“In 2014 in Oklahoma – after nearly five years of citizen lobbying, writing, researching and flat out begging – our state repealed Common Core from state law in favor of state-written standards. Following an extremely contentious, rhetoric-filled public comment period, the Oklahoma legislature caved to pressure from teacher and superintendent organizations, statist Republicans and Chambercrats, and adopted state education standards so incomplete, our Superintendent was forced to submit a waiver to the DOE to keep them in compliance with testing requirements of the new ESSA,” White told Caffeinated Thoughts.

“With these actions at the state level, it became apparent to me – especially with the Obama administration at the helm pushing and prodding states to conform with new federal ESSA legislation and Presidential Executive Orders – that parents no longer had control over the education of their children. Unfortunately, two more years with the Obama Administration in control gave me no reason to think anything different would be happening in the immediate future, and I all but gave up. In fact, it wasn’t until the loss of Hillary Clinton (and the GOP establishment) in the 2016 election that I began to actually hope for a change I could believe in for public education policy.

“President-elect Trump has said numerous times he wants Common Core ‘gone’ and has hinted at an end to the reign of top-down federal education policy dictating to parents how to educate their children. I signed the letter because I believe President-elect Trump is interesting in attempting to restore local control of public education and that’s something for which I’ve been advocating from the moment I stepped out of the role of simple ‘mom’ to ‘mom-as-citizen-education-lobbyist’, and that’s exciting after eight years of seeing exactly the opposite happen,” White added.

The petition states that Williamson Evers would be a favorite choice among Common Core opponents, and also recommended Larry Arnn, as well as, Sandra Stotsky who has not been brought up as being on the short list. Stotsky helped write Massachusetts ELA standards pre-Common Core, and has served as a Senior Associate Education Commissioner in Massachusetts prior to teaching at Northeastern University, Harvard University and the University of Arkansas. Stotsky has been a leading critic of Common Core, and was one of five members of the validation committee not to sign off on the standards.

White, was also one of the co-authors, of a “parents’ open letter to Donald Trump” published at Parents Against Common Core (disclosure: I have also signed). The letter signed by 69 leaders of parent groups, retired teachers and professionals urged Trump to take the following steps as President:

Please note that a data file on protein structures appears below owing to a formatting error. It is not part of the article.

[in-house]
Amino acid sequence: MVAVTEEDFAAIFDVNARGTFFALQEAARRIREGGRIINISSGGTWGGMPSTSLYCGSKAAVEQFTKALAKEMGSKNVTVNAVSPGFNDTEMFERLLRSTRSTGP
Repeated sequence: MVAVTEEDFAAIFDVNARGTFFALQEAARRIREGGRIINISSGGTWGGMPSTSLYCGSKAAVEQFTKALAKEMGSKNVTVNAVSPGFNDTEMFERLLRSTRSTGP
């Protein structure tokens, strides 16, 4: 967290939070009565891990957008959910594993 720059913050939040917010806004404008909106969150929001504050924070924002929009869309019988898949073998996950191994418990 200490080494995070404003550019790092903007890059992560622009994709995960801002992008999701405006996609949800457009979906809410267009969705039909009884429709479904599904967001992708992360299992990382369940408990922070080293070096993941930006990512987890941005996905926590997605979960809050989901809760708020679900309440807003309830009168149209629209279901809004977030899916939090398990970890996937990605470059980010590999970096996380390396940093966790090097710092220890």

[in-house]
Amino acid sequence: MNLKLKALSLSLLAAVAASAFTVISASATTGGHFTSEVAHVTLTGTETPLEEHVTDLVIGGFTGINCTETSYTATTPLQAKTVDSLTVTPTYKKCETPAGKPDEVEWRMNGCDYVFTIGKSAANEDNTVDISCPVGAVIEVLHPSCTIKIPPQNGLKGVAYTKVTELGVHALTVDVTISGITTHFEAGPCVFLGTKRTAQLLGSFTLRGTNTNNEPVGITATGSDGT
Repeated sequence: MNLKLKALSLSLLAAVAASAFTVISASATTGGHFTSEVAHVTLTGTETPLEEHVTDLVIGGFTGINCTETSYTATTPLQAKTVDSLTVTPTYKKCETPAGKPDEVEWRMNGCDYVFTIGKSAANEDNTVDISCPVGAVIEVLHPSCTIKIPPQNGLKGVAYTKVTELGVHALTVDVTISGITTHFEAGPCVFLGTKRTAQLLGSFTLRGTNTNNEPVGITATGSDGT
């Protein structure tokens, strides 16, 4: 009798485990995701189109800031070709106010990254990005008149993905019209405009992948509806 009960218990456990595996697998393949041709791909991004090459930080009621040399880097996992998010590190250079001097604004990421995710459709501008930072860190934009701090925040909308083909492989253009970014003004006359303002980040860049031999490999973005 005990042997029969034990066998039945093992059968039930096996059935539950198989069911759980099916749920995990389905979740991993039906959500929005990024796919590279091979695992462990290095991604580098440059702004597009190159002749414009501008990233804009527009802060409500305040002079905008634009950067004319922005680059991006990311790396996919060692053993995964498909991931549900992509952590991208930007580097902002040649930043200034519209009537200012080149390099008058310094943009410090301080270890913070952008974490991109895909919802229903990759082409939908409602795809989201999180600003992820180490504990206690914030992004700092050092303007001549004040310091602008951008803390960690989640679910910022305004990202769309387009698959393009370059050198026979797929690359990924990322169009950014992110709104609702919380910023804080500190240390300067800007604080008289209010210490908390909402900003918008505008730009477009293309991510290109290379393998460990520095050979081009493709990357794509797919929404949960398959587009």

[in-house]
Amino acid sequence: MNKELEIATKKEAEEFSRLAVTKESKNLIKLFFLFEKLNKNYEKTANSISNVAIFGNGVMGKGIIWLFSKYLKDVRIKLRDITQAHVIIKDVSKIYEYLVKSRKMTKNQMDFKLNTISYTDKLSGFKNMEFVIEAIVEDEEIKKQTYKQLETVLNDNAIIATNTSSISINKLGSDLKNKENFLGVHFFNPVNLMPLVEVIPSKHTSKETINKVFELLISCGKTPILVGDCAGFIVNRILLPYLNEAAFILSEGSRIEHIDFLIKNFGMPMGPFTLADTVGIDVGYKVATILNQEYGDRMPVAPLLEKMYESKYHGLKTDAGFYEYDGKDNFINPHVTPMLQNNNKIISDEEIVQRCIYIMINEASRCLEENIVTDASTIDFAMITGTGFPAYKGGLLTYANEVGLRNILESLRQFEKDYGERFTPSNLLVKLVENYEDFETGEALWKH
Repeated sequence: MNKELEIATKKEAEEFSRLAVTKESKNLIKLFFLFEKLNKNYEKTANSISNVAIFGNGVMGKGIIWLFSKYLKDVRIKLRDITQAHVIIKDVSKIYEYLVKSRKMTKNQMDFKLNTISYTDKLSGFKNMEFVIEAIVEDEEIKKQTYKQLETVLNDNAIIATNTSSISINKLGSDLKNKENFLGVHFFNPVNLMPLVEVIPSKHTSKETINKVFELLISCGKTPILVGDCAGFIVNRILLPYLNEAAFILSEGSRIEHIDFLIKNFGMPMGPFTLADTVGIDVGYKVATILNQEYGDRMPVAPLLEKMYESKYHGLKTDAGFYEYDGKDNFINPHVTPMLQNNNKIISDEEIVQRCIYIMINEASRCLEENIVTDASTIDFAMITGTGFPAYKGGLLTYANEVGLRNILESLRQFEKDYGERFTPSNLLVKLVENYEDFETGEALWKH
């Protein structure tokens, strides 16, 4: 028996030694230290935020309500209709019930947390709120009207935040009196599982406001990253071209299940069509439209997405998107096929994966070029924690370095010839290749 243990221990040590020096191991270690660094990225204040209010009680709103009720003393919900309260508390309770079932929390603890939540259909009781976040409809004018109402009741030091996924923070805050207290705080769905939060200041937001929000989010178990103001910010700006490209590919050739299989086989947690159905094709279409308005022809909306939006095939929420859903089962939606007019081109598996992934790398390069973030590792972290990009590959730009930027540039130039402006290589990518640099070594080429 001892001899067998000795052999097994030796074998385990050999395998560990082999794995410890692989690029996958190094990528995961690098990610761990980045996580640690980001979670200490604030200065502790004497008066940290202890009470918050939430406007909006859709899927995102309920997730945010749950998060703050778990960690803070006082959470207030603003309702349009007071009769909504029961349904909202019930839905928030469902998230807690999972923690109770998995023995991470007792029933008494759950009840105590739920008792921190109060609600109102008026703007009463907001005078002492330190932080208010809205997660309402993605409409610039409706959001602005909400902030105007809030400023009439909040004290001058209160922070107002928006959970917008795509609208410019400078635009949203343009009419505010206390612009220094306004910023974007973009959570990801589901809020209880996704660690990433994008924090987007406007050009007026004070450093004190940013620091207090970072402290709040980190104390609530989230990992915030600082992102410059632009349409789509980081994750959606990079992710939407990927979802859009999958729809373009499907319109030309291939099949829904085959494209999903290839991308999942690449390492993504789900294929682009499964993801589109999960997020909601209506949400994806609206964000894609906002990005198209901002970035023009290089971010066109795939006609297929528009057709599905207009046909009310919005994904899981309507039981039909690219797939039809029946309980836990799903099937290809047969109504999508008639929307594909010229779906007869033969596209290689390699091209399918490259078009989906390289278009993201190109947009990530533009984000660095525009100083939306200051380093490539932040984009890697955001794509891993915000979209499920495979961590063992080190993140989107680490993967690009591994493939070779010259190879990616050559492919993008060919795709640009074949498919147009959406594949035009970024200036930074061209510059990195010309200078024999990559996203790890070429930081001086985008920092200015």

1. Scale back and eventually cease the flow of education funding from the federal level to the states
  2. Scale back and eventually cease the role of writing and dictating education policy from the federal level to the individual states in singularity or in toto
  3. Scale back and eventually cease provision of grant opportunities from the federal level to the states for any reason, but specifically to cease and prevent support of any federal education policy, but especially related to invasive, ineffective social emotional learning, preschool, and home visiting programs
  4. Revise and modernize the FERPA law for the specific purpose of protecting individual student privacy rights, including prevention of unauthorized and/or anonymous digital capture of granular data – specifically rescinding the changes to FERPA through the Office of the Federal Register undertaken in 2011, as well as maintaining the wise federal prohibition on a student “unit record” that would link college and workforce data for individuals.
  5. Transfer funding for and oversight of The Individuals with Disabilities Education Act (IDEA) to the states and remove the Common Core requirements for grade level instruction and testing for students receiving Special Education and related services.
  6. Appointment of a Secretary of Education who is committed to reducing, if not eliminating, the federal footprint in education; who understands the Constitutional role of the federal DOE is non-existent; who will work to eliminate any incentives or requirements supporting Common Core; who understands that Title 1 portability will impose Common Core and other federal strings on private and home schools, completely undermining your key promise of local control; and who is a parents right advocate. Our choices would include Dr. Bill Evers, Dr. Larry Arnn, Dr. Sandra Stotsky, Dr. Peg Luksik, or Dr. William Jeynes.

Trump has a great opportunity to take a positive step in fulfilling campaign promises that he has made. Parents and activists plan to watch and see if his actions match his words.